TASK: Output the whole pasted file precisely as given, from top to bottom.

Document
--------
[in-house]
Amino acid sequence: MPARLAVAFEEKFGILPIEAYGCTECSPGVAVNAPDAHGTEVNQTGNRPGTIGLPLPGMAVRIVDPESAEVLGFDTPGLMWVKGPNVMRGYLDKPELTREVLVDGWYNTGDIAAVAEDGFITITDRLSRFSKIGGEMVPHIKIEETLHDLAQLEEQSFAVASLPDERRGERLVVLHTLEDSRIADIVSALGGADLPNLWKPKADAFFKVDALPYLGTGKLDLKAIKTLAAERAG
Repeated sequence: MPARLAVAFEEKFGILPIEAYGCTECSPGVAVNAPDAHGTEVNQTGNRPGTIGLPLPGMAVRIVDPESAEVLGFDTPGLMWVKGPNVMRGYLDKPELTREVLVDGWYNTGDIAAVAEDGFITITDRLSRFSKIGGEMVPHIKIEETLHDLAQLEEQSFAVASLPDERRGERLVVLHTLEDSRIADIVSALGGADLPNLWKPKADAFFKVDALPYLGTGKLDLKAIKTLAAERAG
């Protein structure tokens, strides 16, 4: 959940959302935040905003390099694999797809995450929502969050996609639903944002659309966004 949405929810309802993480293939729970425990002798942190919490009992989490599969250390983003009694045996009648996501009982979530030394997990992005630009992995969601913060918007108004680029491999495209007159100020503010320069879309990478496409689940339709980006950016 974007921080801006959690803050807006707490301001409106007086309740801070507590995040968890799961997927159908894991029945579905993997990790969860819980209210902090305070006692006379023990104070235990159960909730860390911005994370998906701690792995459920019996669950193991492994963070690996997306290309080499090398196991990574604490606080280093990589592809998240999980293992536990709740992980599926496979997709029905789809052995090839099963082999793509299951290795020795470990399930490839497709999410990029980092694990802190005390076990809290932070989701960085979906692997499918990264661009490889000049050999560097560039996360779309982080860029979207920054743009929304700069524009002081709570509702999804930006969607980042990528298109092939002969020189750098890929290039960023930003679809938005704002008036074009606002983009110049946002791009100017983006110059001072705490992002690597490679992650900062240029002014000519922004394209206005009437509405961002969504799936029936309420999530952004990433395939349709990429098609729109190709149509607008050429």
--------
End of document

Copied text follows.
[in-house]
Amino acid sequence: MPARLAVAFEEKFGILPIEAYGCTECSPGVAVNAPDAHGTEVNQTGNRPGTIGLPLPGMAVRIVDPESAEVLGFDTPGLMWVKGPNVMRGYLDKPELTREVLVDGWYNTGDIAAVAEDGFITITDRLSRFSKIGGEMVPHIKIEETLHDLAQLEEQSFAVASLPDERRGERLVVLHTLEDSRIADIVSALGGADLPNLWKPKADAFFKVDALPYLGTGKLDLKAIKTLAAERAG
Repeated sequence: MPARLAVAFEEKFGILPIEAYGCTECSPGVAVNAPDAHGTEVNQTGNRPGTIGLPLPGMAVRIVDPESAEVLGFDTPGLMWVKGPNVMRGYLDKPELTREVLVDGWYNTGDIAAVAEDGFITITDRLSRFSKIGGEMVPHIKIEETLHDLAQLEEQSFAVASLPDERRGERLVVLHTLEDSRIADIVSALGGADLPNLWKPKADAFFKVDALPYLGTGKLDLKAIKTLAAERAG
């Protein structure tokens, strides 16, 4: 959940959302935040905003390099694999797809995450929502969050996609639903944002659309966004 949405929810309802993480293939729970425990002798942190919490009992989490599969250390983003009694045996009648996501009982979530030394997990992005630009992995969601913060918007108004680029491999495209007159100020503010320069879309990478496409689940339709980006950016 974007921080801006959690803050807006707490301001409106007086309740801070507590995040968890799961997927159908894991029945579905993997990790969860819980209210902090305070006692006379023990104070235990159960909730860390911005994370998906701690792995459920019996669950193991492994963070690996997306290309080499090398196991990574604490606080280093990589592809998240999980293992536990709740992980599926496979997709029905789809052995090839099963082999793509299951290795020795470990399930490839497709999410990029980092694990802190005390076990809290932070989701960085979906692997499918990264661009490889000049050999560097560039996360779309982080860029979207920054743009929304700069524009002081709570509702999804930006969607980042990528298109092939002969020189750098890929290039960023930003679809938005704002008036074009606002983009110049946002791009100017983006110059001072705490992002690597490679992650900062240029002014000519922004394209206005009437509405961002969504799936029936309420999530952004990433395939349709990429098609729109190709149509607008050429």